Safer Waters for Sharks
Masters of the underwater universe for millions of years, the much-persecuted shark may finally have a fighting chance thanks to friends in surprising places.
Yet kill tournaments live on. Dozens of competitions with names like Mako/Thresher Mania on Long Island hand out hundreds of thousands of dollars in prizes each year and send the message that the only good shark is a dead one.
To help change public attitudes, brothers Sean and Brooks Paxton dreamed up the idea of transforming kill tournaments into a spectator sport. They fished with their grandfather on Chesapeake Bay whenever their family--a band--wasn't on the road. "We saw Jaws and wanted to get closer to sharks," says Sean, explaining their fascination with the apex predators. Combining their entertainment industry experience and a practical conservation ethic, they launched Think Out Loud Productions, which organizes events that support science, education, and sustainability.
While some of the 50 Ultimate Shark Challenge participants, mostly the younger ones, have only ever practiced catch-and-release, others have had to come around to the sport. Take fishing guide Bucky Dennis. In 2006 he landed a record-setting, 1,280-pound, 14.5-foot hammerhead in Boca Grande Pass. During the five or so hours it took to reel her in, she towed the fishing boat 12 miles. He donated the carcass to the Mote Marine Laboratory (which doesn't encourage killing sharks), where a necropsy revealed one reason she was so big: She was pregnant with 55 pups, all dead.
"Catching a world-record shark helped my business, but I got a lot of flack for killing it, too," says Dennis, 43. "Now I live-release everything I catch. I want sharks to come back and keep healthy."
Tracking sharks in the vast ocean isn't as easy as, say, following caribou migrations or even the routes of migratory birds that summer, winter, and stop over in huge numbers. To gain some insight into their movements, for the past half-century biologists have been tagging sharks, as ornithologists have long done with birds. Hueter's team alone has tagged more than 20,000 since the 1980s. NOAA estimates that more than 221,000 sharks of 52 species have been tagged in Atlantic waters. About six percent have been recaptured, allowing biologists to make inferences about which species occupy a given area, and revealing that while some species appear to stick close to home, others, like blue sharks, travel thousands of miles. One sand shark was recaptured nearly 28 years after it had first been caught.
Yet conventional tagging doesn't provide enough of the hard data needed to convince policy makers to put protections in place. New devices that allow scientists to spy on the secret lives of sharks remotely are starting to fill the gap.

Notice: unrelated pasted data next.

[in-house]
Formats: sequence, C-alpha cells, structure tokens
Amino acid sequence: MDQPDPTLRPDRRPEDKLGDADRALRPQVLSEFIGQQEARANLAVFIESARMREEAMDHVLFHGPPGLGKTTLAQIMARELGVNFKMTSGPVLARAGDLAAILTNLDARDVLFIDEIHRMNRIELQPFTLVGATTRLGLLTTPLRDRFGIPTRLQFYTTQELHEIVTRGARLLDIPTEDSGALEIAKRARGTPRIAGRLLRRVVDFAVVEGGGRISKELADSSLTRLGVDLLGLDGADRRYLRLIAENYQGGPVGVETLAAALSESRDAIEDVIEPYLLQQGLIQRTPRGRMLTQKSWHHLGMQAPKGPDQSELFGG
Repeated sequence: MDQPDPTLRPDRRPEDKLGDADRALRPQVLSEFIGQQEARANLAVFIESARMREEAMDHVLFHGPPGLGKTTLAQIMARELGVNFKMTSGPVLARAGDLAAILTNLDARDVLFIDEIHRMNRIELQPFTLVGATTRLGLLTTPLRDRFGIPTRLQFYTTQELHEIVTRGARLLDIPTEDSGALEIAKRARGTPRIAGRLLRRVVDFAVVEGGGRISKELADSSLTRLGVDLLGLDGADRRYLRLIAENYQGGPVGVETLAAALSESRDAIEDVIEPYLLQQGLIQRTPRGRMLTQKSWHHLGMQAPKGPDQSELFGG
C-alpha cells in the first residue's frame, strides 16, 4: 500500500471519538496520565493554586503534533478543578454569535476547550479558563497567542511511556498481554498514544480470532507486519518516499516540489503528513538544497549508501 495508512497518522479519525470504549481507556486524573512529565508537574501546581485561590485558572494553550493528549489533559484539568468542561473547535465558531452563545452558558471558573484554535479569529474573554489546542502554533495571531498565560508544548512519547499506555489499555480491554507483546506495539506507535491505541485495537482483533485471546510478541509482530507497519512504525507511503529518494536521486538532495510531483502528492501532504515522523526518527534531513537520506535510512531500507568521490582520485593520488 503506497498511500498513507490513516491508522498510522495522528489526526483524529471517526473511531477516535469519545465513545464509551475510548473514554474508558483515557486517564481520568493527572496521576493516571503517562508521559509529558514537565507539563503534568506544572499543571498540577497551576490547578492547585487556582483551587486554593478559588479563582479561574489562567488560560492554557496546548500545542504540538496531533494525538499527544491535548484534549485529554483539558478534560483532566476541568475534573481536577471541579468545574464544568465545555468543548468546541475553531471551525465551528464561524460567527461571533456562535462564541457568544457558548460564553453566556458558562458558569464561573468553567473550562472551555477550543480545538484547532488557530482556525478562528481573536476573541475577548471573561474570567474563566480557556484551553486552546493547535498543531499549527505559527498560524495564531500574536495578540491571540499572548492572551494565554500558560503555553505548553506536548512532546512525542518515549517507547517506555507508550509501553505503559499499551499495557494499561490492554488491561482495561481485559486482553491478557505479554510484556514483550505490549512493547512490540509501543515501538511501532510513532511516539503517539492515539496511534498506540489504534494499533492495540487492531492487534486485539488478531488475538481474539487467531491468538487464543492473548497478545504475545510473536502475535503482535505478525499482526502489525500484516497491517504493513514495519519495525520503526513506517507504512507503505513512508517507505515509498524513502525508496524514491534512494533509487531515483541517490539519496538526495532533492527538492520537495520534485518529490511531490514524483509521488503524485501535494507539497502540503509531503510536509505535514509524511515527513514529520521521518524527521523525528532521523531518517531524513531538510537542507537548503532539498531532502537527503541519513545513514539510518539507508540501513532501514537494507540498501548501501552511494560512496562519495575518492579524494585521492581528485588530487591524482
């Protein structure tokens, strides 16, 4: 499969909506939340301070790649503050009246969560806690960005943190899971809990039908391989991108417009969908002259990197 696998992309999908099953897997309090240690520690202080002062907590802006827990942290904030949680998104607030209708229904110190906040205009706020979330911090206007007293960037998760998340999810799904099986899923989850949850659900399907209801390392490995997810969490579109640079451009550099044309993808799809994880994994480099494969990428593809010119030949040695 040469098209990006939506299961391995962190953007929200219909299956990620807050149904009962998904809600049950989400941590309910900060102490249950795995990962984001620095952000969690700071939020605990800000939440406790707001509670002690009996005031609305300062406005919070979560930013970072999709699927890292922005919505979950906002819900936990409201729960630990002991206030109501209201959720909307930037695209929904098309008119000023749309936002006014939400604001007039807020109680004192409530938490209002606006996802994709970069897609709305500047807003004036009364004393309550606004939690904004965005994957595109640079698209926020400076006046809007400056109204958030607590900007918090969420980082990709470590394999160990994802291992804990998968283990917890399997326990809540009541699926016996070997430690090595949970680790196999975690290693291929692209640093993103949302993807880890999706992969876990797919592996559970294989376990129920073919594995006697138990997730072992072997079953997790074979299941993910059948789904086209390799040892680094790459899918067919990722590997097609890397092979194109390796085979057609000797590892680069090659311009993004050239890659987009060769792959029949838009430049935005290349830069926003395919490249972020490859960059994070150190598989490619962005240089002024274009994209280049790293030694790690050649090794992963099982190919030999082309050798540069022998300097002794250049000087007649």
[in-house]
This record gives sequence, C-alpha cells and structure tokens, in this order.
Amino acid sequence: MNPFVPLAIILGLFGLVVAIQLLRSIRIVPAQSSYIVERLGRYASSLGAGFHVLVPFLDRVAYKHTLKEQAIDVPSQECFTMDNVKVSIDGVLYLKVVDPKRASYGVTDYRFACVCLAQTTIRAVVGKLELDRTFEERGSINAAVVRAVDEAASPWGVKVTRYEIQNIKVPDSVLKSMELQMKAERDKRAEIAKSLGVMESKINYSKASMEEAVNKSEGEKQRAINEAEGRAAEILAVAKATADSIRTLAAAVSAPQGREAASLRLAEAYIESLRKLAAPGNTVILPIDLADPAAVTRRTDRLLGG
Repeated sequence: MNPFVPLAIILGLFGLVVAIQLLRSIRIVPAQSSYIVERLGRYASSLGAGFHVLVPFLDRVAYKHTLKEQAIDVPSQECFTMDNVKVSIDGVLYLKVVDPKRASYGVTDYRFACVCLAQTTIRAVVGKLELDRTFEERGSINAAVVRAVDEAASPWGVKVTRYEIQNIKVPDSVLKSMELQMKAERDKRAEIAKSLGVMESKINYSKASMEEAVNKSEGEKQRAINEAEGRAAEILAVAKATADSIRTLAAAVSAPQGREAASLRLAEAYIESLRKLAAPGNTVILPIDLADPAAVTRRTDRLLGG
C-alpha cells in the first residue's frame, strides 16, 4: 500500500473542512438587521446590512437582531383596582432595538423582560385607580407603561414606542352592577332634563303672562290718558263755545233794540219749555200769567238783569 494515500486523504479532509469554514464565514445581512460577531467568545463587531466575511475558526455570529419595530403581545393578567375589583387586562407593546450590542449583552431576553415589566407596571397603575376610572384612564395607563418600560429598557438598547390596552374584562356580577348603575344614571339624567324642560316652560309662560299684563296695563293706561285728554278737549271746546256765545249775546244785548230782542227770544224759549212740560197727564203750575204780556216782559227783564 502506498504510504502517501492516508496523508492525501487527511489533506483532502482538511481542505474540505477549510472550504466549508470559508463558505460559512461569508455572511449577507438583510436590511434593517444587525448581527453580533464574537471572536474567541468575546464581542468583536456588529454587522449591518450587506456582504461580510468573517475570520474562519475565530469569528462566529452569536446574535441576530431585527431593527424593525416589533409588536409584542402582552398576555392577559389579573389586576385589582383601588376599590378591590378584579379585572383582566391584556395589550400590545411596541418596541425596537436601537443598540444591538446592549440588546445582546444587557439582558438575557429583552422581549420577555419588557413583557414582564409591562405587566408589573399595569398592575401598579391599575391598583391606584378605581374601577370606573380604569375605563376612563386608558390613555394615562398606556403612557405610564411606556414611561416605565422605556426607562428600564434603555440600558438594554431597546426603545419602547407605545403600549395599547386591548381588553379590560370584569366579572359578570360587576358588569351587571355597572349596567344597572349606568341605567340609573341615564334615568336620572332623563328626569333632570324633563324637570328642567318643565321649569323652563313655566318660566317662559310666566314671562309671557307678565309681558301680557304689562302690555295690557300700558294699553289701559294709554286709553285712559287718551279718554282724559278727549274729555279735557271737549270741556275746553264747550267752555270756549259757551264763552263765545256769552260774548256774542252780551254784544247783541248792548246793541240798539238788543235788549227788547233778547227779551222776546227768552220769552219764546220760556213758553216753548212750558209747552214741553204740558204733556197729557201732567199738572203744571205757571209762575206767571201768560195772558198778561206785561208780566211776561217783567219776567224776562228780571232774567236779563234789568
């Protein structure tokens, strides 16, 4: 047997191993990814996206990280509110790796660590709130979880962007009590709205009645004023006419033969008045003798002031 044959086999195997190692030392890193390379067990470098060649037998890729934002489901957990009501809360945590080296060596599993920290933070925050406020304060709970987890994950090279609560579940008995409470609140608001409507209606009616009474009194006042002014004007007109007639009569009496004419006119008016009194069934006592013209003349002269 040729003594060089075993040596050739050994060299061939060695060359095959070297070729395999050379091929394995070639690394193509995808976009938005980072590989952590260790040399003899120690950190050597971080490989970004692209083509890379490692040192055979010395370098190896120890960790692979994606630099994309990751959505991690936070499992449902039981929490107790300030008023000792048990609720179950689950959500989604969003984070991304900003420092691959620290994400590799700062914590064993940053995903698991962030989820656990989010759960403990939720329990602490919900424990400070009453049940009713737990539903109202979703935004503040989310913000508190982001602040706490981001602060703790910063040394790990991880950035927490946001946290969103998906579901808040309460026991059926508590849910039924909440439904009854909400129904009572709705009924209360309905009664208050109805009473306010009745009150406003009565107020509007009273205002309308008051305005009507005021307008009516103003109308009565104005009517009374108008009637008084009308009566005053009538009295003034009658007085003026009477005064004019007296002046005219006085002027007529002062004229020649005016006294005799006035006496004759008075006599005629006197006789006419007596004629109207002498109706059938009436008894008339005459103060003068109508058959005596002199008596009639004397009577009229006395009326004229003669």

In the Ultimate Shark Challenge, anglers affix conventional tags to every shark they catch longer than five feet. But if they bring up a species scientists want to follow closely--say, a hammerhead or a tiger shark--they alert the science boat. It speeds over so the researchers can attach a satellite tag as quickly as possible. Stress and strain cause a buildup of lactic acid--too much, and the shark might swim off only to die hours or days later.
Satellite tags record data, including depth and location, for months, then pop off, float to the surface, and beam the information directly to scientists' computers. They're providing a wealth of information. For example, great white sharks undertake 6,200-mile round-trip transoceanic migrations. Whale sharks dive more than a half-mile deep, likely in search of food. Basking sharks don't hibernate, as long thought, but head south for the winter. Moving forward, combining satellite tags with other cutting-edge technology could uncover even more secrets. Mote biologists have actually pinpointed when two nurse sharks were mating; devices called accelerometers (used in Wii remote controls) showed that the female was upside down beneath the male, indicating that they were making whoopee. Pairing the technologies could provide data on when and where mating takes place.
Neil Hammerschlag, a marine ecologist at the University of Miami, is collaborating on a game-changing tag. Currently in the prototype stage, it beams information every few seconds with the help of a solar-powered battery, and could last for years or even decades. If successful, it should provide unprecedented information about life cycles and identify nurseries and hunting grounds--all critical for meaningful policy and management. "You can't protect these animals wherever they go," says Hammerschlag, who has done extensive tagging. "But you can have a big impact if you protect areas where they aggregate to feed or give birth."
Oceans cover more than two-thirds of the planet, but less than 1 percent is currently protected. Hammerschlag is optimistic that marine protected areas based on sound science and with strict regulations will continue to develop, albeit slowly. "It's working for birds," he says. "Some birds make 10,000-kilometer migrations between breeding and overwintering habitats, but protecting small patches that are critical works."